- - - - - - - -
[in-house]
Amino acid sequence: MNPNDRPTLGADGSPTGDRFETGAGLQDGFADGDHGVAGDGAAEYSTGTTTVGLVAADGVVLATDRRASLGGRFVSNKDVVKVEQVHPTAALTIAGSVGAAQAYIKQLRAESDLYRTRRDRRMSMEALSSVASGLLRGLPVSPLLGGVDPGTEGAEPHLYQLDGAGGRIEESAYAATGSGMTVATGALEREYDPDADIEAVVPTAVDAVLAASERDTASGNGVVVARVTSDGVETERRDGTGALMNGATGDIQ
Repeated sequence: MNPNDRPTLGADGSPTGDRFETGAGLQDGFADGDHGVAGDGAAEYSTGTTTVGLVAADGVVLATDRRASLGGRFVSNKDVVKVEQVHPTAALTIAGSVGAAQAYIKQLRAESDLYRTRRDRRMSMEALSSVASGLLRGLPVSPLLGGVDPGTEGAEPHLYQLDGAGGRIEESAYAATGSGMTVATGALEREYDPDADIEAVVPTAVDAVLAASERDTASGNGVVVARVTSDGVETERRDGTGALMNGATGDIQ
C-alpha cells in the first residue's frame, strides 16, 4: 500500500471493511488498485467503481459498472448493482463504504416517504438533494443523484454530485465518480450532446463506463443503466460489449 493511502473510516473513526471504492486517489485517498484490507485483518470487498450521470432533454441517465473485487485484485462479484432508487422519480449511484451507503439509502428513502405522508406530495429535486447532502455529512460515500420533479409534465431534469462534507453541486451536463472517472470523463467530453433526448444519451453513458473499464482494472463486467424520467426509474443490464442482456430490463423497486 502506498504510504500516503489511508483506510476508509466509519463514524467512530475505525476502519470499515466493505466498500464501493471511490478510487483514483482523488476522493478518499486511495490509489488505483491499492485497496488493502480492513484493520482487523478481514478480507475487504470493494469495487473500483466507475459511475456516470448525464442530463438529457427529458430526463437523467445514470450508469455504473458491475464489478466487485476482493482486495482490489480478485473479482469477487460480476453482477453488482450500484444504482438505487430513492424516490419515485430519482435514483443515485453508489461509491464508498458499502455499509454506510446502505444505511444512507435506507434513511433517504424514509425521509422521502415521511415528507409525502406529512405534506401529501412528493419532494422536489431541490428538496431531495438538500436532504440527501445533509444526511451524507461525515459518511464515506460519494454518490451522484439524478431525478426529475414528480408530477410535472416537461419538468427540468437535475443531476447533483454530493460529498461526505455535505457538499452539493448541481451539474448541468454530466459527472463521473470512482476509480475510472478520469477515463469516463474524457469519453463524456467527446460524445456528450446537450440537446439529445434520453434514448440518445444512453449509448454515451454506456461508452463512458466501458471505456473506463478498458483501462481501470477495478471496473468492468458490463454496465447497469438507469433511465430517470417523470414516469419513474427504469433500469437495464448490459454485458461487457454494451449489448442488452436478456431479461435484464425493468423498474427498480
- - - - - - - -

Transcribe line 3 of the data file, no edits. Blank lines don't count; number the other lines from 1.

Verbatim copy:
Repeated sequence: MNPNDRPTLGADGSPTGDRFETGAGLQDGFADGDHGVAGDGAAEYSTGTTTVGLVAADGVVLATDRRASLGGRFVSNKDVVKVEQVHPTAALTIAGSVGAAQAYIKQLRAESDLYRTRRDRRMSMEALSSVASGLLRGLPVSPLLGGVDPGTEGAEPHLYQLDGAGGRIEESAYAATGSGMTVATGALEREYDPDADIEAVVPTAVDAVLAASERDTASGNGVVVARVTSDGVETERRDGTGALMNGATGDIQ